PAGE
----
The American Association for Cancer Research has a new logo and revamped website (aacr.org). The logo for the first time now also includes a tagline: “Finding Cures Together.”
The change was made, AACR CEO Marge Foti, PhD, noted in an interview, because the association’s mission of working to prevent and cure cancer through research, education, communication, and collaboration is now taking place on a global stage and it is necessary “to open the door wider to let in more ideas, more partners, and more donations in order to achieve more progress and save more lives.”
Although the changes, which AACR is calling a rebranding, were officially launched this morning, the new logo and website went live on Saturday and the Twitter, Facebook, Linked In, and YouTube pages incorporated the new look starting yesterday morning. The updates are also part of an overall public awareness and fundraising campaign to support cancer research, planned for the fall, she said.
Regarding the tagline, Foti explained, the specific choice of "Finding Cures Together" is meant to convey “the essential collaboration between the AACR, our research partners around the world, the AACR Foundation, and the funding public as we work together with urgency to prevent and cure all cancers.”
Moreover, “Finding” is meant to convey action, that “we are doing it already”; “Cures” was purposely used as a plural to show there are many cancers; and “Together” emphasizes the importance of collaboration across many sectors of the cancer community, including academia, industry, government, survivorship and advocacy groups, other organizations, and AACR’s own members.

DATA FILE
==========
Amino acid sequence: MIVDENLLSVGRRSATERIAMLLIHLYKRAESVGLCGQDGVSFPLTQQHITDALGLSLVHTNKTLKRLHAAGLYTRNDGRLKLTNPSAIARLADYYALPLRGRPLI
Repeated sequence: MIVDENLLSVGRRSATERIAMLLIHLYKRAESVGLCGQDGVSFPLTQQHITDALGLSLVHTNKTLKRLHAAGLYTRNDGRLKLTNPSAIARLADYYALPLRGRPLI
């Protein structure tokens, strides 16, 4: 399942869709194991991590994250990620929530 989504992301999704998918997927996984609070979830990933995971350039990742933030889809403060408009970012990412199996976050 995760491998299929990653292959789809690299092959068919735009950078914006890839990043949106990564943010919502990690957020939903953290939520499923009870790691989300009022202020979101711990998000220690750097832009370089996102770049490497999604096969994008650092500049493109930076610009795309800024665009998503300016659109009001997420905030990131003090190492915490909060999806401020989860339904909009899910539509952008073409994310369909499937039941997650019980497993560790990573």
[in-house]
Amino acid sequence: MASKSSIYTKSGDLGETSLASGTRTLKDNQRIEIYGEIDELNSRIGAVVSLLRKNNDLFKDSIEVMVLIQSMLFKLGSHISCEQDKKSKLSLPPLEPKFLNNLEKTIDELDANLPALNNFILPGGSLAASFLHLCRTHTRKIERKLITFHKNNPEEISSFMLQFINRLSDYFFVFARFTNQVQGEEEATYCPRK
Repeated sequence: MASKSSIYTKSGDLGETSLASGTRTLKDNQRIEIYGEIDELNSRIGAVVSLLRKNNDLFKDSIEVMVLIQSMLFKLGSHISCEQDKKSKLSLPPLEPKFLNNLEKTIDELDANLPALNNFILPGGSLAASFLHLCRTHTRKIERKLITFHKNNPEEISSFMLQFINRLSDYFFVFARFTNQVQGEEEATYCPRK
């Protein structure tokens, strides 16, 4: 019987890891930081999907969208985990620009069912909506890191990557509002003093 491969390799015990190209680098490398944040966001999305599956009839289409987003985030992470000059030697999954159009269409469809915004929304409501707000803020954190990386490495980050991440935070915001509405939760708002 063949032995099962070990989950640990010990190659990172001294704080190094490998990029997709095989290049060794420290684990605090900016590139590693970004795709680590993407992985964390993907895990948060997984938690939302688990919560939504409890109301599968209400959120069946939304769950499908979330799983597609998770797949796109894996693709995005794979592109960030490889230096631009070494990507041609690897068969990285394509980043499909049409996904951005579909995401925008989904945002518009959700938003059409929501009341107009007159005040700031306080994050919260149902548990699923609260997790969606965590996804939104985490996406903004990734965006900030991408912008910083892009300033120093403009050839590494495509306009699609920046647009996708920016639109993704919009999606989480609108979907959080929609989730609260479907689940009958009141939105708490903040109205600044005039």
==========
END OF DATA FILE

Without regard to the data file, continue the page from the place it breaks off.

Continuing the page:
She said the new logo was tested by focus groups and replaces the one used since 2000, which was a more modern version of an earlier one that featured Latin text and a lamp of learning.
The 2000 version featured an incomplete “R,” meant to convey that most cancers have still not been cured.
In the new logo, the “R” is extended into the “C” to reflect a link between research and the goal of eradicating cancer. Moreover, the color used is green, meant to connote hope, life, and growth.
The new website is the first of two versions, Foti said, with this first one aimed primarily at cancer research professionals and the cancer community. The plan is to launch a parallel one this fall designed specifically for the public, related to the AACR Foundation site, which also unveiled a new look over the weekend (aacrfoundation.org).
Foti said that AACR hopes its new brand identity and websites will increase public education and awareness about the importance of basic laboratory and prevention research, and encourage individuals to support the effort through financial contributions, especially at this time when federal funding is down.